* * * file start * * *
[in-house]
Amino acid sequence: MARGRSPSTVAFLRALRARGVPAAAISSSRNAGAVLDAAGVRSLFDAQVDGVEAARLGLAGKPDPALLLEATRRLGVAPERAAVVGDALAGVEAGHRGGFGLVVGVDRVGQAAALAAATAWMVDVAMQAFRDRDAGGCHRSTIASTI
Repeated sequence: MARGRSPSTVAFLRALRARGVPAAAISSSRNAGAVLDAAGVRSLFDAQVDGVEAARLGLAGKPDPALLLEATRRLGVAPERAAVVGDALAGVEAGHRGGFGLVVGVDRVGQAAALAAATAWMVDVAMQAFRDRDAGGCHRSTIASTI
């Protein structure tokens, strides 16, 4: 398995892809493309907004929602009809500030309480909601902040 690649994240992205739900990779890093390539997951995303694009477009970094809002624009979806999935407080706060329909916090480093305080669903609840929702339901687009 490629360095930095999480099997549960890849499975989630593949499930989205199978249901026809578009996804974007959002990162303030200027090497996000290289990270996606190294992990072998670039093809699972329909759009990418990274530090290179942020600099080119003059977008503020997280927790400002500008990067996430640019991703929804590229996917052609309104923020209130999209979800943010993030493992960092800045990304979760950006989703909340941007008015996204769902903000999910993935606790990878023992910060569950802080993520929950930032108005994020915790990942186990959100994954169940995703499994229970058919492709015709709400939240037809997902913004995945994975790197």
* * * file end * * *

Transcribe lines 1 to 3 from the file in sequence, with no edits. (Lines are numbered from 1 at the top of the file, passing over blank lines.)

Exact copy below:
[in-house]
Amino acid sequence: MARGRSPSTVAFLRALRARGVPAAAISSSRNAGAVLDAAGVRSLFDAQVDGVEAARLGLAGKPDPALLLEATRRLGVAPERAAVVGDALAGVEAGHRGGFGLVVGVDRVGQAAALAAATAWMVDVAMQAFRDRDAGGCHRSTIASTI
Repeated sequence: MARGRSPSTVAFLRALRARGVPAAAISSSRNAGAVLDAAGVRSLFDAQVDGVEAARLGLAGKPDPALLLEATRRLGVAPERAAVVGDALAGVEAGHRGGFGLVVGVDRVGQAAALAAATAWMVDVAMQAFRDRDAGGCHRSTIASTI